Rugby is considered one of the most popular sports in Australia. Australians love rugby, whether it is playing with friends in the yard or spectating finals in a crowded sports pub. Its sheer speed, tenacity, and roughness in combination with individual and team effort are appealing to many viewers both inside and outside of the country. According to the survey conducted in 2014, the Australian league player base has over 1,300,000 players. At the same time, the number of people attending sports competitions is relatively low – an all-time record was set in 2010, with around 3,500,000 viewers during the entire year.
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The last record of attendance was set in the year 1995, before the dawn of the internet and the revolution in communications technology. Nowadays, having a firm presence in the digital field is paramount to the success and progress in sports. Digital media offers extensive media coverage as well as multiple tools for attracting interest and attention of potential viewers and supporters. The fans would also appreciate having forums and dedicates sites that enable them to connect with each other and watch recaps of the latest games in good quality and with professional commentaries. In order to promote the sport’s popularity, the Australian Rugby Union along with all major gaming clubs, like the Wallabies, should invest in developing their digital presence and expanding the national footprint beyond the NSW and QLD.
Just like any other sport, Australian rugby has a business component to it. Sportsmen require equipment, medicine, quality fields, experienced coaches, and many other things in order to excel. This money comes directly from attendance and viewers. Since Rugby exists in Australia for over 150 years, it is easy to fall into the trap of complacency, thinking that the popularity of a particular sport is set in stone. In reality, it is not that simple. While the older spectators still remember and cherish the old glory days, the new generations know next to nothing about the sport or its history.
Rugby, just like soccer, cricket, and any other sport out there, has to compete for the audience in order to sustain itself. David Campese, a former Australia international, says in his interview that “Australian rugby can trace its problems to a lack of money and poor attendance at matches” (Binner, 2014). The performance of Australian most famous rugby club – the Wallabies, has been lacking for several years now, and it is remarked by a staggering amount of articles dedicated to their old and recent failures. This creates a circular issue – lack of funding affects the quality of the game, and quality of the game further affects the funding (Cully, 2016).
While the players clearly have to step up their game, it is clear that the funding problems would not end even if the Australian teams start winning games. As it was mentioned, in 2010 the sport had its all-time record of attendance, which is not that great compared to the total number of players who play the game professionally. In order to expand their audience, the ARU, and the major clubs need to work together and reach out to the audience both inside and outside the borders. This could be done through digital marketing strategy. Improving the sport’s presence in the digital field involves creation and management of many outlets of information, such as:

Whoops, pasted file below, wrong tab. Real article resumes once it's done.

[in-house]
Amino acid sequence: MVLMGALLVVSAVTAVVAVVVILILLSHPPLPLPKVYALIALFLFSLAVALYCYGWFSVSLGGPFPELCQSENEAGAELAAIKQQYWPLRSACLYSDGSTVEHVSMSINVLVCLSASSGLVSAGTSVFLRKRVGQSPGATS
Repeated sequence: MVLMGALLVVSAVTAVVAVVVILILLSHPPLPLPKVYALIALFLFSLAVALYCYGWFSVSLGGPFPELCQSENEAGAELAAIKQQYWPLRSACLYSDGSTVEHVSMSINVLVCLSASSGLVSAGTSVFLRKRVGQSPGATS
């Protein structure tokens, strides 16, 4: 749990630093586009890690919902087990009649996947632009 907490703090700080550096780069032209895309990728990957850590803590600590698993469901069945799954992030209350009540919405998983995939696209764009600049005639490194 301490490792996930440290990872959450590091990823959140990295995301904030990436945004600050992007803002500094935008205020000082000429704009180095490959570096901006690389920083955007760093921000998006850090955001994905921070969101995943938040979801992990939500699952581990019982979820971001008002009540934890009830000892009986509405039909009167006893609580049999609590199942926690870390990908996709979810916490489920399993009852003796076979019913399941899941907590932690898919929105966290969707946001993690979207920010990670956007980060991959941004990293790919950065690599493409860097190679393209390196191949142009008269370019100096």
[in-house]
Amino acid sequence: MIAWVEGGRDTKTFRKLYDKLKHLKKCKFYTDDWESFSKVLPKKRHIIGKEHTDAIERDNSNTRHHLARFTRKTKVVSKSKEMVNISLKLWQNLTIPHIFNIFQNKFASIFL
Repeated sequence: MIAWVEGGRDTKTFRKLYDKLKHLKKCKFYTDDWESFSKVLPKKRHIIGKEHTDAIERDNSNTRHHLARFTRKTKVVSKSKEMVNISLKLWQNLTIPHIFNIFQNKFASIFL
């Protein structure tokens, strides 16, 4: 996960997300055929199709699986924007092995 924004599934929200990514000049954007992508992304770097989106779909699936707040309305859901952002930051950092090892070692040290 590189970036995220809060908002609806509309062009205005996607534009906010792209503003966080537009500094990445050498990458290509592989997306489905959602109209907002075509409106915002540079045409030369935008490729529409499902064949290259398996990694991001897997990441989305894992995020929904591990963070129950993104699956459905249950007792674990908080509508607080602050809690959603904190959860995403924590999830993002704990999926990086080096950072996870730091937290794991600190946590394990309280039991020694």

- Dedicated sport sites
- Fan forums
- Analytics sites
- Live streams
- Support for hand-held applications such as iPhones, tablets, and others
The ARU and the Wallabies, along with the Rugby Sevens teams seem to have realized this a while ago. Since 2012, all of them signed a partnership with Accenture Digital, in order to improve the gaming experience for the fans and attract new ones. The partnership had the purpose of taking advantage of the latest technology to provide data analytics, wears, mobile apps and other media outlets to improve their digital presence (The Australian Rugby Union, 2012).
However, despite the fact that 4 years have passed since signing the contract with Accenture Digital, Australia still experiences troubles with adequately covering all the bases. One of the glaring issues is a lack of media coverage of the Australian female rugby league. Another is the lack of promotion of its sports and players abroad, where it has to compete with NRL, AFL, and FFA. Another digital coverage problem that Australia has to face is slow internet, especially in the areas outside of NSW and QLD. (Killalea, 2016). Lastly, the lack of presence of rugby teams from other cities presents an issue, as the rest of Australia does not have many local teams participating in the national footprint that they could root for.
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This paper concludes that the ARU and the major rugby clubs in Australia must continue investing in digital media coverage of the events and constantly improve the quality and variety of services they are offering their fans. This must be done competitively, as other Rugby associations from neighbouring countries, such as New Zealand, are looking to promote their own interests. Rugby should be promoted in other cities outside of NSW and QLD, with more teams accepted into the national footprint. In addition, the headliners of the sports industry, such as the Wallabies, need to improve their performance and end the string of shameful defeats, as no media coverage strategy would be enough to make the audience love losers.
The Australian Rugby Union: connecting fans with one of Australia’s favorite games. (2012). Web.
Binner, A. (2014). Australian rugby’s fall from grace. Al-Jazeera. Web.
Cully, P. (2016). Bledisloe Cup 2016: The cold, hard truth about this Wallabies performance. The Sydney Morning Herald. Web.
Killalea, D. (2016, March 29). NBN: Australia’s internet speeds under the spotlight on Q&A. News.com. Web.